Sometimes you just need to create new objects. The factory pattern can help encapsulate the code to do that, so you can make changes in the types of objects without worrying about impacting your other code.
- We've talked about programming … to interfaces, not implementations. … When we program to an implementation, … we get locked into concrete types, … and more importantly, our code will require changes … if our set of concrete types ever gets extended. … It might seem interesting that by using the new operator, … we're forcing ourselves into a concrete implementation. … Like here where we assign duck … to a new mallard duck. … We'd like to use an interface like duck … as the type for the variable, … but ultimately, we have to create a concrete type, … like mallard duck, to create a duck object. … Quite often, we end up writing code like this. … Here we have a duck variable … and we use conditional logic … to pick the concrete type of the duck. … For instance, if we're at a picnic, … we create a mallard duck, … and if we're hunting, … then we create a decoy duck, … and if this is a bathtub, we create a rubber duck. … With this code, we're making runtime decisions … about which class to instantiate. …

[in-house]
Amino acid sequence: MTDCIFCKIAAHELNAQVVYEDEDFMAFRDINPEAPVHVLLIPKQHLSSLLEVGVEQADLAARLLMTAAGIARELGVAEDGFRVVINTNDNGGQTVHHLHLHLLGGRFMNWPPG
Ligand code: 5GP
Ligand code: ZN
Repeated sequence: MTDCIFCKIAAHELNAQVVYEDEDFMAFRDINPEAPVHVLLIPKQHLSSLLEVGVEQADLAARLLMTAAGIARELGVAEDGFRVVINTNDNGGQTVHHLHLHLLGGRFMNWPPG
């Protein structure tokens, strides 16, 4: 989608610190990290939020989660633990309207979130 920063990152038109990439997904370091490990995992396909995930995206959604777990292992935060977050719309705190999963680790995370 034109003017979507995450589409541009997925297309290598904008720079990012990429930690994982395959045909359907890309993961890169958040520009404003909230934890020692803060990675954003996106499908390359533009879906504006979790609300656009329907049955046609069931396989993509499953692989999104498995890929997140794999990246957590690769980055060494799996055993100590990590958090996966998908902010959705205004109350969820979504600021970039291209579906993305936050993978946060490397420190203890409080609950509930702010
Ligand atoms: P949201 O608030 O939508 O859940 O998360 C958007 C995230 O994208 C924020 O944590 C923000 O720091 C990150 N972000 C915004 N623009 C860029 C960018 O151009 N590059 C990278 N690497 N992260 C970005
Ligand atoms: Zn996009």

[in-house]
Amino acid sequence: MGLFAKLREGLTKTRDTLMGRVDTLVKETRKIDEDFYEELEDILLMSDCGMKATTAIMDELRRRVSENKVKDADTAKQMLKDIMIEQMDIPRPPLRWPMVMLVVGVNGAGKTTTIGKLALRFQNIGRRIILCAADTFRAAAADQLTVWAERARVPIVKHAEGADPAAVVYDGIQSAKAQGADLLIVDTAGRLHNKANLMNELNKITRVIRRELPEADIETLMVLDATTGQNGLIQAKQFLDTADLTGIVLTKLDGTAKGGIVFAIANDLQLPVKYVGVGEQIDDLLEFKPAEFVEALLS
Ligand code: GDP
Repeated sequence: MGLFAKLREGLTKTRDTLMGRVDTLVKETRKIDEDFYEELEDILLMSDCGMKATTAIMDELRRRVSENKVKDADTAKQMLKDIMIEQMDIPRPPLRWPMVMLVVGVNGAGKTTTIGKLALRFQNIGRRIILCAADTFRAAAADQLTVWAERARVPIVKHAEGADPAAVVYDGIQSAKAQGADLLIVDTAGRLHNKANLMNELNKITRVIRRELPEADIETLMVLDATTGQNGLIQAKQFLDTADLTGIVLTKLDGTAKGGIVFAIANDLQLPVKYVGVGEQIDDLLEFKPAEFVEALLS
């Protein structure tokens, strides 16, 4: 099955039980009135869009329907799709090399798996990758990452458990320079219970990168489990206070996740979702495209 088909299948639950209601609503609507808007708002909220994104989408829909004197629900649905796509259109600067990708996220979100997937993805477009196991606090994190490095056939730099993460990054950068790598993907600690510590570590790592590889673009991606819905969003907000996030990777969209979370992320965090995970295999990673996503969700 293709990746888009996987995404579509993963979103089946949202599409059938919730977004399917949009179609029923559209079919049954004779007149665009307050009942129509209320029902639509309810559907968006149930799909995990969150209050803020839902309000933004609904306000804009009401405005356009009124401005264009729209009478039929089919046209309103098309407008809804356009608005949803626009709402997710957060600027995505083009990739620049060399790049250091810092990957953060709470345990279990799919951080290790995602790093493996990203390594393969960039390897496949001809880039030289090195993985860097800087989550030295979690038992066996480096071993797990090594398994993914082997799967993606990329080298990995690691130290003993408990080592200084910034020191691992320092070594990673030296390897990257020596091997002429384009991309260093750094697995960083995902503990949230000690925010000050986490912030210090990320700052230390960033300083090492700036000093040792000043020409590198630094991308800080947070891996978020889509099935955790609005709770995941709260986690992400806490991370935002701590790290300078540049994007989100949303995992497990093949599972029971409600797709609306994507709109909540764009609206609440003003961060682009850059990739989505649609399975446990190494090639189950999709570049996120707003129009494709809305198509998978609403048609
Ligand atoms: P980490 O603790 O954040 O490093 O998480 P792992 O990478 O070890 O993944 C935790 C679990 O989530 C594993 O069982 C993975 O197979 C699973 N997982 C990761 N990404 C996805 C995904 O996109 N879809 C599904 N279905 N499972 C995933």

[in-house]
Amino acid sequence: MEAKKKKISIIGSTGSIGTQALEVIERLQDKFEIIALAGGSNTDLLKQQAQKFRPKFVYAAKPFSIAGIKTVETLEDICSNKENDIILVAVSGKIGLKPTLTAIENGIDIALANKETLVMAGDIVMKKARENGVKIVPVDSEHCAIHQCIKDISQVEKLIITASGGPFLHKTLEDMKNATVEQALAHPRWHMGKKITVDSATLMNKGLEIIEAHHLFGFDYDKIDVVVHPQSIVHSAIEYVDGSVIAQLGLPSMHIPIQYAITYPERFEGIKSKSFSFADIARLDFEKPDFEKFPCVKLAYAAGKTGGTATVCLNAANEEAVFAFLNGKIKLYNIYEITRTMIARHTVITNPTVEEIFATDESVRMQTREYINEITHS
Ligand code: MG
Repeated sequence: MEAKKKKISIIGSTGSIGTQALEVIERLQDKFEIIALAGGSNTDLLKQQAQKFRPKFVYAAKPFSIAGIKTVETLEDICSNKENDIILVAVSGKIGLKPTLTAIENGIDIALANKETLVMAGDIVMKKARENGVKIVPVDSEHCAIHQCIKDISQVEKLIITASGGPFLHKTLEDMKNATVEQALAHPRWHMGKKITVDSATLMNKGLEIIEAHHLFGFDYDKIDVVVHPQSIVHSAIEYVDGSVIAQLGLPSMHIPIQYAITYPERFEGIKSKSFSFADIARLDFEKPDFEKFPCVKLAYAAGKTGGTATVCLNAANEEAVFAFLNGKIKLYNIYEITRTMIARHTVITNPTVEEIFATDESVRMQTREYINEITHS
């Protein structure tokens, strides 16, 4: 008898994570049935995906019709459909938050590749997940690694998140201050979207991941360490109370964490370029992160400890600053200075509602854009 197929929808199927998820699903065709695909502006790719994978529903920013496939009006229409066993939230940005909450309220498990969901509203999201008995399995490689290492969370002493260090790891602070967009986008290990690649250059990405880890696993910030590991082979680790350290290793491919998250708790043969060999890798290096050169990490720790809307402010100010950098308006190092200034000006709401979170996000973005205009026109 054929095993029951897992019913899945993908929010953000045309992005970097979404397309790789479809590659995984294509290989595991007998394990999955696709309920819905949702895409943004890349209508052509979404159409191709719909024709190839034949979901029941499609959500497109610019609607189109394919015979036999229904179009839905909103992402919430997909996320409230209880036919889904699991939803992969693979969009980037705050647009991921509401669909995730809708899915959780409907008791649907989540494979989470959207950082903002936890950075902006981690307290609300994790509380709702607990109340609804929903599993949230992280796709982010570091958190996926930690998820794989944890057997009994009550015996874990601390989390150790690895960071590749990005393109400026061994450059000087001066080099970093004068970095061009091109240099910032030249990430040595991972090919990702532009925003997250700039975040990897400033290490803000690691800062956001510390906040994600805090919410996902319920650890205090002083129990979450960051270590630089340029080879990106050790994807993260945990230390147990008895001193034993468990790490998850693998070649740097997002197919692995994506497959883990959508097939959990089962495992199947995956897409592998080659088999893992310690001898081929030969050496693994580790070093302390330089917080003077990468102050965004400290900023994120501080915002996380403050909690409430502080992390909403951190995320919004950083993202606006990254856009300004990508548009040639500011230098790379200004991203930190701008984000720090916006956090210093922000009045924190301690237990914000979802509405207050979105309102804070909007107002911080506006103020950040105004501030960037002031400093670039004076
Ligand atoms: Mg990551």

- What are design patterns?
- Encapsulating code that varies with the Strategy pattern
- The limitations of inheritance
- Using the Adapter pattern
- Implementing the Observer pattern
- Extending behavior with composition and the Decorator pattern
- Encapsulating iteration with the Iterator pattern
- Object creation with the Factory Method pattern
- Using design principles to guide your object-oriented design
Skill Level Intermediate
1. Design Patterns
2. The Strategy Pattern
3. The Adapter Pattern
4. The Observer Pattern
Using the Observer pattern2m 23s
5. The Decorator Pattern
6. The Iterator Pattern
7. The Factory Patterns
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